Justices of the Peace

About the Offices

Justices of the Peace, representing each justice precinct within the county, are elected to serve a four-year term. Each Justice of the Peace is required to obtain 80 hours of continuing education during their first year in office and 20 hours annually thereafter. The Justices of the Peace are the presiding officers of the justice courts, also called small claims courts. 

The Justice of the Peace can hear lawsuits against individuals or companies for money damages (up to a maximum of $20,000) suffered as a result of accidents, property damage, or breach of a contract or agreement. Justices of the Peace also hear "forcible detainer cases" commonly referred to as "evictions". Small claims cases are filed in Justice Court. 

Duties of the Justices of the Peace

Small Claims Court: Presides over small claims court cases, which involve disputes over money or property worth up to a certain limit. They facilitate the resolution of these disputes.

Evictions: Handles eviction cases, also known as forcible entry and detainer (FED) cases, in which landlords seek to regain possession of their property.

Traffic Violations: Has jurisdiction over Class C misdemeanor traffic cases, including traffic ticket violations.

Criminal Magistration: Conducts initial hearings for individuals who have been arrested, determining bail and ensuring that individuals understand their rights and charges.

Civil Cases: Handles civil cases involving disputes where the amount in controversy is up to $20,000.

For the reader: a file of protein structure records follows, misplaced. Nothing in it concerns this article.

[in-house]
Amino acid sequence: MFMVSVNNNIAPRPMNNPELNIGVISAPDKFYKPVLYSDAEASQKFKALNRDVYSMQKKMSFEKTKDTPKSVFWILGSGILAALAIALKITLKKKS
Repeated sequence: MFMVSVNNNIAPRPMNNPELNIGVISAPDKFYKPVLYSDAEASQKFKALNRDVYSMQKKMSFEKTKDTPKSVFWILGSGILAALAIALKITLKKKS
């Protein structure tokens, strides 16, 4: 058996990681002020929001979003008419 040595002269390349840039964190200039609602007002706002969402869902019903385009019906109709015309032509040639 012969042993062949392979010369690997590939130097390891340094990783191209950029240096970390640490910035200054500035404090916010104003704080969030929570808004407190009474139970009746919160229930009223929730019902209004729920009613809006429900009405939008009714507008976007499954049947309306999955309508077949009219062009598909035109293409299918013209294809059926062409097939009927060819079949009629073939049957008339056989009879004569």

Marriage Ceremonies: Officiate at weddings and perform marriage ceremonies.

Death Investigations: Conduct inquests and determine the cause of death in certain cases, especially when a death is sudden, unexplained, or due to unnatural causes.

Disclaimer: Please note that the Justices of the Peace and Clerks of the justice courts in Chambers County are not authorized to provide legal guidance. The information presented on this website is solely for general informational purposes and should not be construed as legal counsel. The law is constantly changing and there may be times when the the content on this website is not up-to-date. This information is not a comprehensive treatment of the subject and should not serve as a replacement for advice from a qualified attorney. Although not required, it is always best to have an attorney that can help you understand your rights and options and help get the best results possible in your case. Sometimes even simple matters can have consequences that you are not aware of or do not understand.